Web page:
After High Times finished it's extended run at the OK Coral in New
Westminster, British Columbia, I regrouped in my future in-law's living room in
Burnaby. There I jammed with a lot of people, and eventually settled on Jim
Fraser from High Times on bass and vocals, drummer Rick Clark, and
guitarist/lead vocalist Neil James Harnett. We put together four or five sets of
cover tunes, and included a few of my originals as well and hit the road. To
start we played the 'B' clubs around the lower mainland while we got our show
tight. Shakedown was our name.
I had already landed myself a deal with Ray Pettinger and Casino Records. Casino had a distribution deal with A & M Records, and featured such noted western Canadian acts as Chilliwack, Bim (Roy Forbes), Diamond Joe White, and The Foreman Young Band. We had made some demos of a handful of my songs at Mushroom Studios with Rolf Henneman, and Pettinger assigned veteran U.S. producer Andy DiMartino to produce both Shakedown and The Foreman Young Band.
Recording was done in Edmonton at the Sundown Studios. We cut some of the tracks that we had previously done at Mushroom in Vancouver, including As Days Go By and Good To Have You. The former was one of our most popular live songs, and a cousin to the sounds of BTO, The Doobie Brothers, Fleetwood Mac and other rock radio favorites. Good To Have You was a mid tempo love ballad, and Andy really liked that one. He added a Selina string machine to it, and eventually that was released as the first (and only) single in the late spring of 1977.
Live the group was doing better and better. We started to get some TV exposure, especially on the then new Vancouver station CKVU (now part of Global, formerly UTV). Bruce Allan's agency took over booking, and we were managed by Randy Taylor. We opened the show at the Commodore Ballroom for Chilliwack, and Long John Baldrey in Edmonton. We were playing better rooms, eventually getting the "A" circuit clubs.
Andy wasn't that happy with the band in the studio, and suggested I make some changes. I wasn't that happy with the way As Days Go By turned out, so I made the first change in the band and replaced Jim Fraser with Marshall Hunt on the bass. We kept on touring and were happy to get to open the show for Chuck Berry at UBC's War Memorial Gym. The single had been released by now, and was getting airplay on most of the stations in Western Canada. Unfortunately, no copies were pressed for sale, making it (and the Foreman Young Band's only singe) a rare find at record collector's swap meets.
We made another stab at As Days Go By, but Andy still didn't like what he heard in the studio. So I made some more changes. Neil James Harnett needed more space than I could afford to give him, so I got my old buddy Ray O'Toole to play the lead guitar and sing some songs. New to the line-up was the young and lovely Ali Monroe on keyboards and vocals. She added a jazzy feel to some of the material, and lots of colour to the guitar driven sound we produced. The group was very popular on the club circuit an we broke bar records in many of the places that featured such groups as Heart and Trooper. We opened for Trooper at the Langley Arena.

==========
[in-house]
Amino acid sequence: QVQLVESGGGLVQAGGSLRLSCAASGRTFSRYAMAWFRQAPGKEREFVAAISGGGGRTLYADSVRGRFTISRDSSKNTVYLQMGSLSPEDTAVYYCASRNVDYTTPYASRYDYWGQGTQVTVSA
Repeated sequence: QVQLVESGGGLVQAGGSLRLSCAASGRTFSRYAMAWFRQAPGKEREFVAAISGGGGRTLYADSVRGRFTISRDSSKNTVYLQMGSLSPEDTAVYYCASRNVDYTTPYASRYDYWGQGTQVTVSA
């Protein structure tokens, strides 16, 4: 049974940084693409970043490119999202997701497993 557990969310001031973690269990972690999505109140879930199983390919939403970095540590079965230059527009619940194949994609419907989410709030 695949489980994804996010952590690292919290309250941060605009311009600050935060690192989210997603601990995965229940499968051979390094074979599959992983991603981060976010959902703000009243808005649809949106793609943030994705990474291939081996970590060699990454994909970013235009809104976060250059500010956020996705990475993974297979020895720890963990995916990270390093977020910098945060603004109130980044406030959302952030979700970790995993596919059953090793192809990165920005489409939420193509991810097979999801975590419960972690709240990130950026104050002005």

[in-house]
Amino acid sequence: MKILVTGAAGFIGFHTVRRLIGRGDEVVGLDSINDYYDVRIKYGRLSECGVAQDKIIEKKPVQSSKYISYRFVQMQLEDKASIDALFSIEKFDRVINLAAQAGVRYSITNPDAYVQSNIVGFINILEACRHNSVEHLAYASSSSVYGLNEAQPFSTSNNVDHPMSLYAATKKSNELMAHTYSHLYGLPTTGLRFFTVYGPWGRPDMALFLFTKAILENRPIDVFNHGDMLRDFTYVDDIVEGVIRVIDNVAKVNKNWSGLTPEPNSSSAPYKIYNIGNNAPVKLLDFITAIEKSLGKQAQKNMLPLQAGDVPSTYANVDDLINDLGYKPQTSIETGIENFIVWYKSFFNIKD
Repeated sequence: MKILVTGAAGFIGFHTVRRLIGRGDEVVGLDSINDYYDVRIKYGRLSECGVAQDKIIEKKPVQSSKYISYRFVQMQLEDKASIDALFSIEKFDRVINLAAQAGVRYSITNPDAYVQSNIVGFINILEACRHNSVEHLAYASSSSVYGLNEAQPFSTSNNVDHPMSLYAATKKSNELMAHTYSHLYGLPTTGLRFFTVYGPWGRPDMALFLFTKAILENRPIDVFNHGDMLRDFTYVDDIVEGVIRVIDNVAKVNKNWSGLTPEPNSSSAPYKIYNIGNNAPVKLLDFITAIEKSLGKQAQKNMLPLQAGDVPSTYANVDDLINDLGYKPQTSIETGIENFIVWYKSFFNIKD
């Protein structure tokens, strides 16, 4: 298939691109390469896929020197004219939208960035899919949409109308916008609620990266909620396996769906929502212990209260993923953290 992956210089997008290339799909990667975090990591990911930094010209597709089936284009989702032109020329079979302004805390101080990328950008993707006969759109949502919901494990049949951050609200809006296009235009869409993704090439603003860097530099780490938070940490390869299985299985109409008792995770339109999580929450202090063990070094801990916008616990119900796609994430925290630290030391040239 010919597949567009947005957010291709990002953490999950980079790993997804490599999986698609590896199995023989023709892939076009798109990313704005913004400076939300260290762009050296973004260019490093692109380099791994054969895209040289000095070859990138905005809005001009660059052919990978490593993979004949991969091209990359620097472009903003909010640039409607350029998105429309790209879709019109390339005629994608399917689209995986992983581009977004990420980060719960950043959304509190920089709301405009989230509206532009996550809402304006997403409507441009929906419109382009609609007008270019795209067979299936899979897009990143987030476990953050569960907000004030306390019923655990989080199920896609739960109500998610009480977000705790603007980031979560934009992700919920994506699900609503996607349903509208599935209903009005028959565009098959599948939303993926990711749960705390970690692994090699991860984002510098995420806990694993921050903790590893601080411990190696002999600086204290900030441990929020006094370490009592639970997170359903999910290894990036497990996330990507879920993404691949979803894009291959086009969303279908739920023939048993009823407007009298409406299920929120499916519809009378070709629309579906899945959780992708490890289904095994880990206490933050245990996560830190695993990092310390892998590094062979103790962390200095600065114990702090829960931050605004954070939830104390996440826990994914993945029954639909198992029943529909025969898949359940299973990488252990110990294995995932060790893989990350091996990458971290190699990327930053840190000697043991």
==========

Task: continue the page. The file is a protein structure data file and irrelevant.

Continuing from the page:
Once again we went to Edmonton and spent a few days in the studio where we laid down a few tracks that were never used. One was a ballad of mine called If I Could Write A Song, and the other was Ray's Too Late To Turn Back. Both songs would later be redone: my song would up with a very lush arrangement on my first solo album Holiday In Hollywood, and Ray would have a hit in 1980-81 with his band Blue Northern with their version of the old Shakedown tune. I think we also cut another version of As Days Go By and Driving Down The Freeway Listening To The Radio. Several other Shakedown numbers ended up on my first album, including When We Meet Again, We Got Tonight, Feel The Inspiration and If I Could Write A Song. But Andy still didn't like the band. The recording deal was between me and Casino, not Shakedown and Casino even though the single was released under the Shakedown name. So I made some more changes.
On Ray O'Toole's suggestion, I brought in veteran Vancouver musicians George Chapelas and Glenn Hendrickson. Chapelas had been an original member of The Night Train Review, Papa Bear's Medicine Show, Black Snake, and other groups, and Hendrickson had played in The Tom Northcott Trio, The United Empire Loyalists, Mock Duck, Orville Dorp and Uproar, to name a few. However, the changes didn't seem to me to make the band any better, and we did not make it to the studio before we broke up in late November 1977.
The single version of Good To Have You resurfaced as the b-side of my European version of the Holiday In Hollywood single in 1979.
For more about Shakedown go to http://www.theregents.net/shakedown.html